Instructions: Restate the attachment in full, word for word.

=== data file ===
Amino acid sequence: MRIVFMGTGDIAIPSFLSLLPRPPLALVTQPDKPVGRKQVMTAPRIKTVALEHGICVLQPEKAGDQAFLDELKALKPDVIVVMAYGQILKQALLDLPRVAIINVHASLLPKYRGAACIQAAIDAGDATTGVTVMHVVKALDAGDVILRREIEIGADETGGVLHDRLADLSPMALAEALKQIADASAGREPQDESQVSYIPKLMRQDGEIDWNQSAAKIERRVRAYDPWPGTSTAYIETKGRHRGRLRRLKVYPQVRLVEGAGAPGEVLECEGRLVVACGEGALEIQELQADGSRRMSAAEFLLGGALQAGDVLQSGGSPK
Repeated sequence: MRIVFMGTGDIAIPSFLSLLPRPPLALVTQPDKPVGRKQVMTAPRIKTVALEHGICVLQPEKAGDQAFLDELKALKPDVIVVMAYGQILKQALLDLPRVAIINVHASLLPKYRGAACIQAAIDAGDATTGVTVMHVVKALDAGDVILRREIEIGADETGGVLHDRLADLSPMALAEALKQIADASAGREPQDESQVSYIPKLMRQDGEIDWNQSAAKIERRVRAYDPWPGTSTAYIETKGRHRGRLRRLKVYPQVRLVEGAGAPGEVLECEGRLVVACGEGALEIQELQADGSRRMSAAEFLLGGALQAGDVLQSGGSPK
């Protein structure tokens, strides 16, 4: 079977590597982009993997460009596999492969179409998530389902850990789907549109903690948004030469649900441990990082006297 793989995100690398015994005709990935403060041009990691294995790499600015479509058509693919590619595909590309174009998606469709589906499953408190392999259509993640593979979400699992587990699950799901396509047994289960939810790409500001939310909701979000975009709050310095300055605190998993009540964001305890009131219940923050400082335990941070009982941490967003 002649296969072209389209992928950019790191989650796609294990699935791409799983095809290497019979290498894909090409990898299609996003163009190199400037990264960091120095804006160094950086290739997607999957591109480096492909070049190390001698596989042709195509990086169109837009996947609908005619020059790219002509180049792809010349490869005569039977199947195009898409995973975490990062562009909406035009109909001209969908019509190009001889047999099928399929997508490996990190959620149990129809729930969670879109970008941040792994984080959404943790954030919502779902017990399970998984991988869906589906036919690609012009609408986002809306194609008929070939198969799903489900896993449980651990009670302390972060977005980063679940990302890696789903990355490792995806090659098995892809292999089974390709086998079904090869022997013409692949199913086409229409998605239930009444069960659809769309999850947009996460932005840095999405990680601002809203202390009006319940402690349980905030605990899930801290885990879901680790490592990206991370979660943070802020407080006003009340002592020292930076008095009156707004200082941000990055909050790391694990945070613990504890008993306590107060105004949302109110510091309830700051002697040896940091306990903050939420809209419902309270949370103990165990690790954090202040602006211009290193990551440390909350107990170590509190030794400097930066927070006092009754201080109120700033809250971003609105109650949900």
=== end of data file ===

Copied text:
Amino acid sequence: MRIVFMGTGDIAIPSFLSLLPRPPLALVTQPDKPVGRKQVMTAPRIKTVALEHGICVLQPEKAGDQAFLDELKALKPDVIVVMAYGQILKQALLDLPRVAIINVHASLLPKYRGAACIQAAIDAGDATTGVTVMHVVKALDAGDVILRREIEIGADETGGVLHDRLADLSPMALAEALKQIADASAGREPQDESQVSYIPKLMRQDGEIDWNQSAAKIERRVRAYDPWPGTSTAYIETKGRHRGRLRRLKVYPQVRLVEGAGAPGEVLECEGRLVVACGEGALEIQELQADGSRRMSAAEFLLGGALQAGDVLQSGGSPK
Repeated sequence: MRIVFMGTGDIAIPSFLSLLPRPPLALVTQPDKPVGRKQVMTAPRIKTVALEHGICVLQPEKAGDQAFLDELKALKPDVIVVMAYGQILKQALLDLPRVAIINVHASLLPKYRGAACIQAAIDAGDATTGVTVMHVVKALDAGDVILRREIEIGADETGGVLHDRLADLSPMALAEALKQIADASAGREPQDESQVSYIPKLMRQDGEIDWNQSAAKIERRVRAYDPWPGTSTAYIETKGRHRGRLRRLKVYPQVRLVEGAGAPGEVLECEGRLVVACGEGALEIQELQADGSRRMSAAEFLLGGALQAGDVLQSGGSPK
């Protein structure tokens, strides 16, 4: 079977590597982009993997460009596999492969179409998530389902850990789907549109903690948004030469649900441990990082006297 793989995100690398015994005709990935403060041009990691294995790499600015479509058509693919590619595909590309174009998606469709589906499953408190392999259509993640593979979400699992587990699950799901396509047994289960939810790409500001939310909701979000975009709050310095300055605190998993009540964001305890009131219940923050400082335990941070009982941490967003 002649296969072209389209992928950019790191989650796609294990699935791409799983095809290497019979290498894909090409990898299609996003163009190199400037990264960091120095804006160094950086290739997607999957591109480096492909070049190390001698596989042709195509990086169109837009996947609908005619020059790219002509180049792809010349490869005569039977199947195009898409995973975490990062562009909406035009109909001209969908019509190009001889047999099928399929997508490996990190959620149990129809729930969670879109970008941040792994984080959404943790954030919502779902017990399970998984991988869906589906036919690609012009609408986002809306194609008929070939198969799903489900896993449980651990009670302390972060977005980063679940990302890696789903990355490792995806090659098995892809292999089974390709086998079904090869022997013409692949199913086409229409998605239930009444069960659809769309999850947009996460932005840095999405990680601002809203202390009006319940402690349980905030605990899930801290885990879901680790490592990206991370979660943070802020407080006003009340002592020292930076008095009156707004200082941000990055909050790391694990945070613990504890008993306590107060105004949302109110510091309830700051002697040896940091306990903050939420809209419902309270949370103990165990690790954090202040602006211009290193990551440390909350107990170590509190030794400097930066927070006092009754201080109120700033809250971003609105109650949900």